Results tagged ‘ Steve Lombardozzi ’

Harper’s big bunt: Nats surprise, reap benefits

By Andrew Simon

WASHINGTON — Bryce Harper owns one of baseball’s most violent and dangerous swings, so when he walks to the plate in a crucial situation with a runner in scoring position, he is expected to use it.

The Nationals defied those expectations during a key moment in Saturday night’s 8-5 comeback win against the Phillies.

It was Harper’s run-scoring bunt in the seventh inning that tied the game and set up Jayson Werth’s dramatic go-ahead home run one batter later. Asked to grade the bunt after the game, Werth gave it an “S for surprising,” and it certainly was that.

The Nationals entered the seventh training, 4-3. Phillies manager Charlie Manuel replaced starting pitcher Cliff Lee with another left-hander, Jake Diekman, and Nats skipper Davey Johnson sent up pinch hitter Steve Lombardozzi.

Lombardozzi got things started with a walk, moved to second on Denard Span’s sacrifice and then boldly stole third to move 90 feet from tying the game with Ryan Zimmerman at the plate.

“Well, [Diekman’s] real slow to the plate,” Johnson said. “He’s like 1.6, 1.7 [seconds]. That’s what you do. But [Lombardozzi’s] a smart baserunner. He had a good jump and he got in pretty easy.”

Zimmerman walked to put runners on the corners for Harper. On one hand, the 20-year-old is one of Washington’s deadliest hitters, not your usual candidate for a bunt. In his career, Harper had never driven home a run with a bunt, and he had used them for five sacrifices and one hit.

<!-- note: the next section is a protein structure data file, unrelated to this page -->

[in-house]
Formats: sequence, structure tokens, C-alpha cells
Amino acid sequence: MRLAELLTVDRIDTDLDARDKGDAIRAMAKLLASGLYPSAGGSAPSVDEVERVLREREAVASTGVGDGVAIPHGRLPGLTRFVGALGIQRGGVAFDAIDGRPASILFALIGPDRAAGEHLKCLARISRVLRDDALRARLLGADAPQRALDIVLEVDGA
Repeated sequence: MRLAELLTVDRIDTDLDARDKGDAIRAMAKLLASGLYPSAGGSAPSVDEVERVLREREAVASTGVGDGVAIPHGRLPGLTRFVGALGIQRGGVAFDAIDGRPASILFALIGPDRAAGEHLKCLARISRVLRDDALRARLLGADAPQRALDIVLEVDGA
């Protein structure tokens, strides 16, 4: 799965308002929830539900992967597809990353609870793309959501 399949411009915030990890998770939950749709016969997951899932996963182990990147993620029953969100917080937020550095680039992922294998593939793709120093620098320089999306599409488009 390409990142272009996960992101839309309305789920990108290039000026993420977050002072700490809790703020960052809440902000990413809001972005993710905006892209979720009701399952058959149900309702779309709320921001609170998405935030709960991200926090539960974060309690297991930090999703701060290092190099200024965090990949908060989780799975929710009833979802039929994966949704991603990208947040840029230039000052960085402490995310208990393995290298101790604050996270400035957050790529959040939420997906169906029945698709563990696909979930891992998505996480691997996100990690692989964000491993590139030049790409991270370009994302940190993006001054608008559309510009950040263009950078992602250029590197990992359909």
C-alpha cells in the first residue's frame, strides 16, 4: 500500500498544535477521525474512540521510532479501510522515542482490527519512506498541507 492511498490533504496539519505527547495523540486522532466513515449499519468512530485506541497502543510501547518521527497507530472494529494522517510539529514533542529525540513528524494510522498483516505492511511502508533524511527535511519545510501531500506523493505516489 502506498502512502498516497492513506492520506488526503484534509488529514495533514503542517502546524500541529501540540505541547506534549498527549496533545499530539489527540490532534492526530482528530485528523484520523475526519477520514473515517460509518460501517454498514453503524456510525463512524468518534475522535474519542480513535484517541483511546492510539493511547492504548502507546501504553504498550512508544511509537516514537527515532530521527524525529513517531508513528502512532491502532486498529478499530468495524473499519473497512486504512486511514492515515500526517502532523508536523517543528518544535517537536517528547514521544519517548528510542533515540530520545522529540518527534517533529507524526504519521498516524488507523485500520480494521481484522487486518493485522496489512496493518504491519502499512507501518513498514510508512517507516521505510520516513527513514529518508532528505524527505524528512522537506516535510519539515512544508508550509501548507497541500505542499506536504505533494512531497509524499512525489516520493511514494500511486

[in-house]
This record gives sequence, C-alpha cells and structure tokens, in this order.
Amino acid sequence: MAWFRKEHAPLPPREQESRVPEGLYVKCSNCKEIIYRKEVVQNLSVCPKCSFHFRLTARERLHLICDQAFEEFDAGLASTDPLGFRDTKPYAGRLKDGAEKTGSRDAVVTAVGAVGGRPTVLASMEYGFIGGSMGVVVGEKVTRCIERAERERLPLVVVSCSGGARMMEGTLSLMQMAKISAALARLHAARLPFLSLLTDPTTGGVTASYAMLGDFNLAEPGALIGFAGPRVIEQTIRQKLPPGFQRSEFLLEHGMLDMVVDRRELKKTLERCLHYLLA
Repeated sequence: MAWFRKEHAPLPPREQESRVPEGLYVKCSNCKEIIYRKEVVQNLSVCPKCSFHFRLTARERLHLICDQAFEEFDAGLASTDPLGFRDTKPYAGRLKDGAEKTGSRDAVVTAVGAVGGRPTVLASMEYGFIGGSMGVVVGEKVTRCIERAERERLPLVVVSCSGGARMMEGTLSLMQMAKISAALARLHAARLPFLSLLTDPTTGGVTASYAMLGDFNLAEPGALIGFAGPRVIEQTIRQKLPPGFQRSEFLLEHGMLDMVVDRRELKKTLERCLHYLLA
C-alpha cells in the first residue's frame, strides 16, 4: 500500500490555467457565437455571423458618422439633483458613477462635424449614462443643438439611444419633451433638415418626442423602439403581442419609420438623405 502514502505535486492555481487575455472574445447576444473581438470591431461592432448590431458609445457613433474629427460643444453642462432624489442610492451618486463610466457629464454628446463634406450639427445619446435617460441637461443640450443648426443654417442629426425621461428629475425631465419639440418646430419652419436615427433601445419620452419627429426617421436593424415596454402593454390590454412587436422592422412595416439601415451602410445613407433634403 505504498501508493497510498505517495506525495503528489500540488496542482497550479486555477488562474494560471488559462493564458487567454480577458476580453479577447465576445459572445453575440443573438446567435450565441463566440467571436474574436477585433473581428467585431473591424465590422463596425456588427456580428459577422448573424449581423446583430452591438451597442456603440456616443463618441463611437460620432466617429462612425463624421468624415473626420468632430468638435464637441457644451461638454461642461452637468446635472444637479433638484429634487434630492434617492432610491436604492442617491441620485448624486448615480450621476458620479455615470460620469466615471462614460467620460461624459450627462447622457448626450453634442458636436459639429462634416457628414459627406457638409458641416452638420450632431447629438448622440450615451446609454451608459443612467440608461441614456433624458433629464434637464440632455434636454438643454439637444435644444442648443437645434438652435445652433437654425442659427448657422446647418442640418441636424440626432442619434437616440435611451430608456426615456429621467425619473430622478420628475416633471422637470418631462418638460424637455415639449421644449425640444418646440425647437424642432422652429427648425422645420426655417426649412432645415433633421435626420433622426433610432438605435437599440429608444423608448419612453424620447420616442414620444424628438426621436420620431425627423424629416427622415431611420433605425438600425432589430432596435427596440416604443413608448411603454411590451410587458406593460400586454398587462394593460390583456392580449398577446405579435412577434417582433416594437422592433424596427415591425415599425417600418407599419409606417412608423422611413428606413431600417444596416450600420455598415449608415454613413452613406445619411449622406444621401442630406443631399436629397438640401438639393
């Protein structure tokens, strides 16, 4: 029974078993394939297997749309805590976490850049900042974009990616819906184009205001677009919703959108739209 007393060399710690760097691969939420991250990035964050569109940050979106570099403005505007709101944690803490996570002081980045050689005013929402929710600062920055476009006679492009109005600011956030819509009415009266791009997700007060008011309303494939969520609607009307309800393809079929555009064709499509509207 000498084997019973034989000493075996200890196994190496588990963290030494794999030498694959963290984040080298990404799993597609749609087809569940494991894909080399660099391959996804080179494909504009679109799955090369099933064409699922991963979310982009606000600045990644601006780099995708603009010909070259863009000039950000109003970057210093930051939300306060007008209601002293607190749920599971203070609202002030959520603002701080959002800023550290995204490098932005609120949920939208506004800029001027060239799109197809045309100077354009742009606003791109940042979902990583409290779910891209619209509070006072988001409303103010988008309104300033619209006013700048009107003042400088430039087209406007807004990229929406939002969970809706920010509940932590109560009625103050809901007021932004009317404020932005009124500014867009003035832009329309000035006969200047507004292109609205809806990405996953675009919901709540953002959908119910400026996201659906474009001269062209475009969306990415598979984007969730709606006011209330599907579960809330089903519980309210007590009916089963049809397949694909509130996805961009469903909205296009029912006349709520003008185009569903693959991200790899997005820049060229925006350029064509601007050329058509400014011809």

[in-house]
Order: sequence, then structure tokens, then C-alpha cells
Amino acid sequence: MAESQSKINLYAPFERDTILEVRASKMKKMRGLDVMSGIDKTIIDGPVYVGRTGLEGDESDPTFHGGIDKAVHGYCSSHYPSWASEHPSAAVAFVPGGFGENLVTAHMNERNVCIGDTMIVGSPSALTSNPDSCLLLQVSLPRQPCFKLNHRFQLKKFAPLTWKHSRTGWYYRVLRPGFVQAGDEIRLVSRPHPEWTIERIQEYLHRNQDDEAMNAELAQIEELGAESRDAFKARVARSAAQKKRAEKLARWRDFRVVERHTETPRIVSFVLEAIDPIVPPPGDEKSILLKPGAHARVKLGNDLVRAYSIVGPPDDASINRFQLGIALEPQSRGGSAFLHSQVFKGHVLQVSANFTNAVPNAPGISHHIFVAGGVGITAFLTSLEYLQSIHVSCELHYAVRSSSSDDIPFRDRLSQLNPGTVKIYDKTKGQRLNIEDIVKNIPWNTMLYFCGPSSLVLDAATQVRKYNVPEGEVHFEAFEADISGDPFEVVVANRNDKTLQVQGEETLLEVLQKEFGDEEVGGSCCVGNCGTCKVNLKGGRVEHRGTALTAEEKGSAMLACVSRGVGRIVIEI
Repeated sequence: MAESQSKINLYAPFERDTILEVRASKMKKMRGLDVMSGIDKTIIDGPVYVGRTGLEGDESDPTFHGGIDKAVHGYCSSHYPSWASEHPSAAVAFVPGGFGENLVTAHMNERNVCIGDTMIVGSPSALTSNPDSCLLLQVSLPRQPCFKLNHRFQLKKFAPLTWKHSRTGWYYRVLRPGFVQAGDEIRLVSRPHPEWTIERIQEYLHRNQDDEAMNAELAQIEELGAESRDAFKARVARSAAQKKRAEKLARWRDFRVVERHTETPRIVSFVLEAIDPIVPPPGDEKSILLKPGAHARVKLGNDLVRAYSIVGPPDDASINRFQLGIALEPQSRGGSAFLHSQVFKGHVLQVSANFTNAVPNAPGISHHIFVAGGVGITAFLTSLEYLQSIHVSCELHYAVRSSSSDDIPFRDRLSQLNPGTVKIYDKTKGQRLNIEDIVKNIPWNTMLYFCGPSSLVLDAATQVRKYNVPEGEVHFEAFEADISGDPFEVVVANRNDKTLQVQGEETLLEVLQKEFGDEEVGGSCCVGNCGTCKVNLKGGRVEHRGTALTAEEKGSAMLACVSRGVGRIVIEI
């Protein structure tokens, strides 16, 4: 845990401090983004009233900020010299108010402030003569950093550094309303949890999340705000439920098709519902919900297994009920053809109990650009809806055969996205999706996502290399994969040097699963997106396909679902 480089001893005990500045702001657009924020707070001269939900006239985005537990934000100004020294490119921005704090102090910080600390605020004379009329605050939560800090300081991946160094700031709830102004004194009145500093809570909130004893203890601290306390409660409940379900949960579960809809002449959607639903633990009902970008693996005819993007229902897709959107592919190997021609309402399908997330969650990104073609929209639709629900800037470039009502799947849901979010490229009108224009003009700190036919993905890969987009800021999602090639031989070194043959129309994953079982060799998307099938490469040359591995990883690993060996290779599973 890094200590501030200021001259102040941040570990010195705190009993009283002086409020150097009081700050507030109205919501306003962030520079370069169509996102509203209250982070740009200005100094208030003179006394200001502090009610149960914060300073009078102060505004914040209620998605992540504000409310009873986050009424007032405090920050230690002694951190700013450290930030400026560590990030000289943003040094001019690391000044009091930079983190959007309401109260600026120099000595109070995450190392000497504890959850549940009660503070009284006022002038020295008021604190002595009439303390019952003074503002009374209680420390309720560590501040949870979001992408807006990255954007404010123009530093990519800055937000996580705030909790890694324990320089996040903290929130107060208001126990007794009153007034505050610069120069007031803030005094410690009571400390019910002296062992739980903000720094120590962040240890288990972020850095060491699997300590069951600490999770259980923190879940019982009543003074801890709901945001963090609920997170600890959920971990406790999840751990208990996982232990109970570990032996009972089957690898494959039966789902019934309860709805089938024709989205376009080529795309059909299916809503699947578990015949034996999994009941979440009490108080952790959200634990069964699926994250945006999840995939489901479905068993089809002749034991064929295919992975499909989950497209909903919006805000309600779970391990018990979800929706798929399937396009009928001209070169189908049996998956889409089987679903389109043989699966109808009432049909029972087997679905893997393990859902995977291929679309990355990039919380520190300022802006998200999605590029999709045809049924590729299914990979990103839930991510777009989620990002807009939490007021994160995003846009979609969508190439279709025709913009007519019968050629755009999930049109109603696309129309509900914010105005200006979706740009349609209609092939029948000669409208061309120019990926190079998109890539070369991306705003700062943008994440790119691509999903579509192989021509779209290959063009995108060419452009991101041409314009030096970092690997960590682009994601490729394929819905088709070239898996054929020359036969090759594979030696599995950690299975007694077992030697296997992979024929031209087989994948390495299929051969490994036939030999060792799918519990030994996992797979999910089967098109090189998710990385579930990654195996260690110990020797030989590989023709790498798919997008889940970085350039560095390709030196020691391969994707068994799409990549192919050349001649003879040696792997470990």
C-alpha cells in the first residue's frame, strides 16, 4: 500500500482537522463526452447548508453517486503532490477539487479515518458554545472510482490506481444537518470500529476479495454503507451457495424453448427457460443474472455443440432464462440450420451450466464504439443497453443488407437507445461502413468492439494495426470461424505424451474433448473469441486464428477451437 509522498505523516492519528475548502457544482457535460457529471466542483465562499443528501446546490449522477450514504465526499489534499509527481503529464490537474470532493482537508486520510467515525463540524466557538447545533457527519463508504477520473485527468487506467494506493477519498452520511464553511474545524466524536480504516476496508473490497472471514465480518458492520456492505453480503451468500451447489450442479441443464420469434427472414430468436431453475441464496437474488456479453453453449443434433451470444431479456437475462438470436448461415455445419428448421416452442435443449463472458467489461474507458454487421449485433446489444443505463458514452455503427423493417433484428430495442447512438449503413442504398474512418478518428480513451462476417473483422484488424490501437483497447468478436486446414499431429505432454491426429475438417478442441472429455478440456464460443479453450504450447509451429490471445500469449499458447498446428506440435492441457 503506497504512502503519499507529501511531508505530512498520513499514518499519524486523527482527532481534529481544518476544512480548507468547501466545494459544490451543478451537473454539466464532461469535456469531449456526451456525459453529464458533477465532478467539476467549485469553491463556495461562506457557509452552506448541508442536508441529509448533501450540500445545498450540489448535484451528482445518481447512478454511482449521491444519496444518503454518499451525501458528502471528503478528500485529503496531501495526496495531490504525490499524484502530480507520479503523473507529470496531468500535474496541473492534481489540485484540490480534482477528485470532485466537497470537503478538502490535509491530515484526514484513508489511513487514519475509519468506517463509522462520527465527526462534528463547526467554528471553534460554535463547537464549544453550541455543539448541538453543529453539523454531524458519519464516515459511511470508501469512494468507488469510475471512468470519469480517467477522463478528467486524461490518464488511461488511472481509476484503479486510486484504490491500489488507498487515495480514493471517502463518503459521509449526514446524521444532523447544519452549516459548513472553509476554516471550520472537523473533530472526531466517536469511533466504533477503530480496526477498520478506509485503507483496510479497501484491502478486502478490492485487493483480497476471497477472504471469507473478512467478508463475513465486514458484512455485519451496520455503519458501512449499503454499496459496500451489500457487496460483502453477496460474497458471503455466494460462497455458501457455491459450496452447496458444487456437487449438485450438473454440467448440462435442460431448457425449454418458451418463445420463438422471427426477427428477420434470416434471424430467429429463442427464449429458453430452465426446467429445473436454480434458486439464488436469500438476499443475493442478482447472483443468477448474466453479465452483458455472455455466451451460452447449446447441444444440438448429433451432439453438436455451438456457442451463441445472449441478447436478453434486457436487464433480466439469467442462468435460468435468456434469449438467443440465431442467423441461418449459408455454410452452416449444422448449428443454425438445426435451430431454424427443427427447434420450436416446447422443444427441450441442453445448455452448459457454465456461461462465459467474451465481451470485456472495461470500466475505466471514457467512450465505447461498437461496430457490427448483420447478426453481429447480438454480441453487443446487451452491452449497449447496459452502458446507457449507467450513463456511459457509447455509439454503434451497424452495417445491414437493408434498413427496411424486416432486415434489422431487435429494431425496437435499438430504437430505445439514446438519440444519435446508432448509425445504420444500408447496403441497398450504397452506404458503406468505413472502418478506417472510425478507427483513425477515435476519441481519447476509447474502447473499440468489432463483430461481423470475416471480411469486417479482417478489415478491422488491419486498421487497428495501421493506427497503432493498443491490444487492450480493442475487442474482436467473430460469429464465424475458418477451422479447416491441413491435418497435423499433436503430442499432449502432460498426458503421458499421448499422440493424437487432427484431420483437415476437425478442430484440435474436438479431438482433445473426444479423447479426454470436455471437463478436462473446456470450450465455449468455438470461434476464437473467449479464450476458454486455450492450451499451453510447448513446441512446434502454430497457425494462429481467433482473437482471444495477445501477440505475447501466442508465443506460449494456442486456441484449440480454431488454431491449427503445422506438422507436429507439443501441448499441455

But a couple of factors, other than the element of surprise, made the bunt a more appealing proposition. For one thing, Harper hasn’t been the same offensive threat he was early in the year, entering Saturday hitting .225 with a .734 OPS since April 28. He went into that at-bat hitting .174 against lefties, with 26 strikeouts in 101 plate appearances. And lefties are 6-for-35 (.171) with 10 Ks against Diekman this year.

Johnson called for the bunt, later saying his reasoning was simply to, “get a run in.” Third base coach Trent Jewett passed Harper the signal to safety squeeze, meaning he only tries to bunt on a strike, and Lombardozzi only breaks for home if Harper gets it down.

Harper took a slider just inside for ball one. He later said Jewett took the bunt off on the 1-0 pitch, a slider down and away that Harper swung through. Jewett signaled for it again on the next pitch, and Harper hung with a slider up and inside. He got it in the air, but in the right spot, the ball shooting toward second base and reaching Chase Utley on one hop. With no play at home, and no chance for a double play, Utley took the force at second, and the game was tied.